Politically, the Hawaiian Islands were divided into a number of contending chiefdoms, called moku, literally “islands.” Each chiefdom was a self-contained feudal state and usually in complete control of one of the smaller islands, (Lanai, Molokai, and Kauai) or part of one of the larger islands (Oahu, Maui, and Hawaii). Each chiefdom was headed by a paramount chief who was an absolute ruler, or lord, and in whose person titles to all resources in his realm were vested. Large districts of land and other highly valued resources of the realm were granted in feudal tenure to the paramount chief’s most trusted senior nobles–usually his close kin–who acted as tenants-in-chief. These chiefs further divided their grants among lesse nobles who acted as mense lords, and these in turn reapportioned their fiefs among commoner tenants. Some influential commoners were able even to pass on parts of their grants in fief to other commoners. Pariahs were denied any feudatory rights whatsoever, and in order to win a livelihood they had to attach themselves as dependants to commoner households. In return for each feudatory allocation the grantee owed his grantor tribute in products and labor. This system was extremely productive, and the huge surpluses that were conveyed as tribute to the top of the feudal pyramid were used by the paramount chief to support a regular court made up of personal servants, political advisers, priests, military strategists, trusted guards, entertainers, and all sorts of hangers-on.
Maintaining political stability within a feudal chiefdom was not easy. Commoner tenants were not firmly bound to their chiefs, and the disconnected could abandon one lord for another if it was advantageous to do so. Noble tenants could also transfer their fealty, and powerful tenants-in-chief and advisers to the paramount chief, even influential priests, often formed rebellious coalitions to overthrow and replace their ruler. Moreover, it was the ideal of each paramount chief to expand his realm by conquering and incorporating rival chiefdoms. Thus, every chiefdom was in constant threat of revolt and insurrection from within and invasion from without.
Political power and office did not follow automatically from inherited sacred rank within the aristocracy, although in theory it was probably supposed to. In the historical period we know about, power politics and war were always underlying the waxing and waning influence of every chiefdom. But however astute Hawaiian nobles were in political and military matters–and they had to be in order to stay alive and in power–political successes or disasters were not considered to be decided purely by wisdom and skill. The mandate to rule as a paramount chief was, in the final analysis, assumed to be given by the gods. The paramount chief was a vassal to his god, and just as a feudal lord could at any time revoke the tenancy of a liege subject, so a god could withdraw the supernatural sanction without which a chiefdom could not be maintained. The political downfall of a paramount chief, whether caused by a coup d’etat, defeat in war, or natural disaster such as famine, was interpreted as due to the withdrawal from the paramount chief of his feudatory mandate. It was the great gods of old Hawaii who were the kingmakers.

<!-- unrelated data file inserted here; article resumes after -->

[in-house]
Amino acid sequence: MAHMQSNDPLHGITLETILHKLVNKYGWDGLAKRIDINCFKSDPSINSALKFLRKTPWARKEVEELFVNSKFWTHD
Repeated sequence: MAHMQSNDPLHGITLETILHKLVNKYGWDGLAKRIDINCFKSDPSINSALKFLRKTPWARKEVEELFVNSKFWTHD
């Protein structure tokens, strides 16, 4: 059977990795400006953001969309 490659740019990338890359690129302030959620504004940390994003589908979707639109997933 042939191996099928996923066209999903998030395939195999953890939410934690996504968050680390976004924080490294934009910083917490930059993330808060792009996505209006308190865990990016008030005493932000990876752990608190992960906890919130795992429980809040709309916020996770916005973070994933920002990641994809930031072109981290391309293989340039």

The political position of a noble in the feudal hierarchy was indicated on formal state occasions and on the battlefield by an elegant mantle, the outer surface of which was covered in bold scarlet, yellow, and black designs made from downy feathers. For a lesser noble these were capes; for a greater noble they were full length cloaks. The more yellow in the designs of these mantles, the more important the wearer, for yellow feathers were the scarcest of all valued objects. Commoner specialists at bird snaring were constantly employed at catching birds and delivering the precious feathers to their chiefs as tribute.
Some of the tribute in labor and commodities demanded from commoners was diverted by the paramount and lesser chiefs for the support of noble priesthoods. Each of the major deities had a priesthood and its special temples. It was the duty of these hereditary priests to supervise and direct rituals honoring their gods for the purpose of maintaining prosperity in the chiefdom. The major deities with special temples and their own priesthoods were four: Ku, Lono, Kane, and Kanaloa. While each was manifested in nature in many ways and there was no clear demarcation among their respective powers, Kane and Kanaloa, usually worshipped together, are mentioned most often as being behind the mystical processes of life; Lono was the god most often associated with domestic activities, agriculture, and husbandry; Ku was the power behind war, politics, and the social order. There were also a myriad of lesser deities that were constantly propitiated for success in specialized crafts, health, sorcery, and other activities and who stood to the major gods in the same way that men stood to their feudal superiors. But this was private worship, and concerned nobleman and commoner alike. Public worship in the temples to the great deities was mainly the concern of noble priests and their political superiors.